It is without an ounce of hyperbole that I say that this searing revival of Cabaret, directed and choreographed by the extraordinary Rachel Bertone, is the best theatrical production so far this year. What’s more, it’s the best Boston-born revival of a musical in recent memory.
There is hardly a scrap of this production that feels routine, which is part of the reason that it feels so fresh. Despite polite nods to the choreography of Fosse and Marshall (Those elbows! Those ankles!), the staging is new and inventive without being derivative.
With its teeming canvas, incisive character portraits, and a gem-studded score that blends hip-hop and salsa with Broadway balladry, “In the Heights’’ showcased elements of Lin-Manuel Miranda’s signature style years before he built the blockbuster “Hamilton’’ on the foundation of similar creative components.
But even though “In the Heights’’ is probably destined to be remembered as Miranda’s other musical, a full-throttle production at Wheelock Family Theatre, superbly directed and choreographed by Rachel Bertone, offers a dazzling reminder that this was no mere warm-up exercise for Miranda.
We sat down with Kiss of the Spider Woman Director Rachel Bertone for the first installment of our new series: Why3, a directorial take on why this production is important, why it should be performed at the Lyric Stage, and why we should see it now.
Why this play?
We need to see more representation of queer people of color on our stages.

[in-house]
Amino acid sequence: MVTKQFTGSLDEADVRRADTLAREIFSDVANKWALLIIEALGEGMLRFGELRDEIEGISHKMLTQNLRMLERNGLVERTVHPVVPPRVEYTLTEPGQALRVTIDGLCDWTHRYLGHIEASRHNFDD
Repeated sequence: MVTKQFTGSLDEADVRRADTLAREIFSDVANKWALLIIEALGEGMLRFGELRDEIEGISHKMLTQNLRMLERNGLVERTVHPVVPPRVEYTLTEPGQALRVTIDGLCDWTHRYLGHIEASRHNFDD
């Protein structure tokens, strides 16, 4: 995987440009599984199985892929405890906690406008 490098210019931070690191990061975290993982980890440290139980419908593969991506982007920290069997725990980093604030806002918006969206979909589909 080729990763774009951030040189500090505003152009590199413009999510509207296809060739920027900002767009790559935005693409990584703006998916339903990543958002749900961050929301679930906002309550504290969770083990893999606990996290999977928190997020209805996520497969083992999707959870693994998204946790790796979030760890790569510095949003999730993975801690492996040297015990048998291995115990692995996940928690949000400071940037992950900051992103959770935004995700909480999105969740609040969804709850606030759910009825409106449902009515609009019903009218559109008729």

We need to give a voice to minority groups who are oppressed and seemingly powerless.
To show us that toxic masculinity is a learned behavior and that love and knowledge can overpower it.
To remind us that love is what we are born with, fear is what we learn, and love is the ultimate cure for fear.
Why the Lyric Stage?
Because Lyric’s mission of diversity and inclusion allows us to cast the show accurately and tell the story truthfully.
Because Lyric’s intimate space forces us to closely examine and reflect upon the challenging themes and subject matter of the play. (i.e. homophobia, toxic masculinity and discrimination)
We need this play right now because we must be able to turn to our fellow neighbor and love them despite our differences in race, gender, politics, and beliefs. We need to show compassion and empathy for everyone around us for we never truly know someone’s whole story. We must not be bystanders anymore—we must be UPstanders.
If you’re a furloughed federal worker, come see a show on us. Bring your federal ID or proof of employment 30 minutes before any performance and we’ll give you a pair of tickets as long as we have space.